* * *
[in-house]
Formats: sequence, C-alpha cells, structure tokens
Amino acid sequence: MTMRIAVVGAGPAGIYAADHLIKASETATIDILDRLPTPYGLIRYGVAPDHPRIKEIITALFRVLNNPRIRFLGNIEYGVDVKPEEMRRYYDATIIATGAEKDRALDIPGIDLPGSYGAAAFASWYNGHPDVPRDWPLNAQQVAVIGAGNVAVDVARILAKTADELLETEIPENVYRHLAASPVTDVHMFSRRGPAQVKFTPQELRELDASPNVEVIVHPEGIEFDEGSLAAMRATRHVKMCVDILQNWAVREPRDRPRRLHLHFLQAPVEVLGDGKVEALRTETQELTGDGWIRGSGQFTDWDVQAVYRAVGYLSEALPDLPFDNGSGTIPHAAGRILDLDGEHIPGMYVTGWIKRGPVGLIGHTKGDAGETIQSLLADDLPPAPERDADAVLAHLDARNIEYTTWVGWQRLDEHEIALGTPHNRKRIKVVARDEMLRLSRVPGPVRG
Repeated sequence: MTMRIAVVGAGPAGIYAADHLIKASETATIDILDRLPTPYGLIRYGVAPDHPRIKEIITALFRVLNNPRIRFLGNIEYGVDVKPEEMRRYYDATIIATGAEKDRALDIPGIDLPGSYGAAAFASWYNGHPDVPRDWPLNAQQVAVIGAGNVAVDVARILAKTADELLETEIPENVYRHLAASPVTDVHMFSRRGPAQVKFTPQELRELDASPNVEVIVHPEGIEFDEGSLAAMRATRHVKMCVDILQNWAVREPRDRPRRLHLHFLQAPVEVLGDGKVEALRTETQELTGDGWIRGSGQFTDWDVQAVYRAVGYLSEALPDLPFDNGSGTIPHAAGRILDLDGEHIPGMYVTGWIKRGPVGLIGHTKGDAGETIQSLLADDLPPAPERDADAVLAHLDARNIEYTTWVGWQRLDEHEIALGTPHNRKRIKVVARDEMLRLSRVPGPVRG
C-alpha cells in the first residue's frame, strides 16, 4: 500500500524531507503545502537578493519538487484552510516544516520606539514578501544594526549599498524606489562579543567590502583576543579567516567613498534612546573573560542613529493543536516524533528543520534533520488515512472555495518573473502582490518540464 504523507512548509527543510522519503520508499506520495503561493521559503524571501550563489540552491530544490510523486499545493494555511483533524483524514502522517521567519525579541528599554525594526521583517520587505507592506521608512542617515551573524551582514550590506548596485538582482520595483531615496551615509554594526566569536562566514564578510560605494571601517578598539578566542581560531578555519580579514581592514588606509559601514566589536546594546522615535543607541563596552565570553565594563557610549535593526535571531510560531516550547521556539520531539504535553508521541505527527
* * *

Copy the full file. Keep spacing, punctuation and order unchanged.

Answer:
[in-house]
Formats: sequence, C-alpha cells, structure tokens
Amino acid sequence: MTMRIAVVGAGPAGIYAADHLIKASETATIDILDRLPTPYGLIRYGVAPDHPRIKEIITALFRVLNNPRIRFLGNIEYGVDVKPEEMRRYYDATIIATGAEKDRALDIPGIDLPGSYGAAAFASWYNGHPDVPRDWPLNAQQVAVIGAGNVAVDVARILAKTADELLETEIPENVYRHLAASPVTDVHMFSRRGPAQVKFTPQELRELDASPNVEVIVHPEGIEFDEGSLAAMRATRHVKMCVDILQNWAVREPRDRPRRLHLHFLQAPVEVLGDGKVEALRTETQELTGDGWIRGSGQFTDWDVQAVYRAVGYLSEALPDLPFDNGSGTIPHAAGRILDLDGEHIPGMYVTGWIKRGPVGLIGHTKGDAGETIQSLLADDLPPAPERDADAVLAHLDARNIEYTTWVGWQRLDEHEIALGTPHNRKRIKVVARDEMLRLSRVPGPVRG
Repeated sequence: MTMRIAVVGAGPAGIYAADHLIKASETATIDILDRLPTPYGLIRYGVAPDHPRIKEIITALFRVLNNPRIRFLGNIEYGVDVKPEEMRRYYDATIIATGAEKDRALDIPGIDLPGSYGAAAFASWYNGHPDVPRDWPLNAQQVAVIGAGNVAVDVARILAKTADELLETEIPENVYRHLAASPVTDVHMFSRRGPAQVKFTPQELRELDASPNVEVIVHPEGIEFDEGSLAAMRATRHVKMCVDILQNWAVREPRDRPRRLHLHFLQAPVEVLGDGKVEALRTETQELTGDGWIRGSGQFTDWDVQAVYRAVGYLSEALPDLPFDNGSGTIPHAAGRILDLDGEHIPGMYVTGWIKRGPVGLIGHTKGDAGETIQSLLADDLPPAPERDADAVLAHLDARNIEYTTWVGWQRLDEHEIALGTPHNRKRIKVVARDEMLRLSRVPGPVRG
C-alpha cells in the first residue's frame, strides 16, 4: 500500500524531507503545502537578493519538487484552510516544516520606539514578501544594526549599498524606489562579543567590502583576543579567516567613498534612546573573560542613529493543536516524533528543520534533520488515512472555495518573473502582490518540464 504523507512548509527543510522519503520508499506520495503561493521559503524571501550563489540552491530544490510523486499545493494555511483533524483524514502522517521567519525579541528599554525594526521583517520587505507592506521608512542617515551573524551582514550590506548596485538582482520595483531615496551615509554594526566569536562566514564578510560605494571601517578598539578566542581560531578555519580579514581592514588606509559601514566589536546594546522615535543607541563596552565570553565594563557610549535593526535571531510560531516550547521556539520531539504535553508521541505527527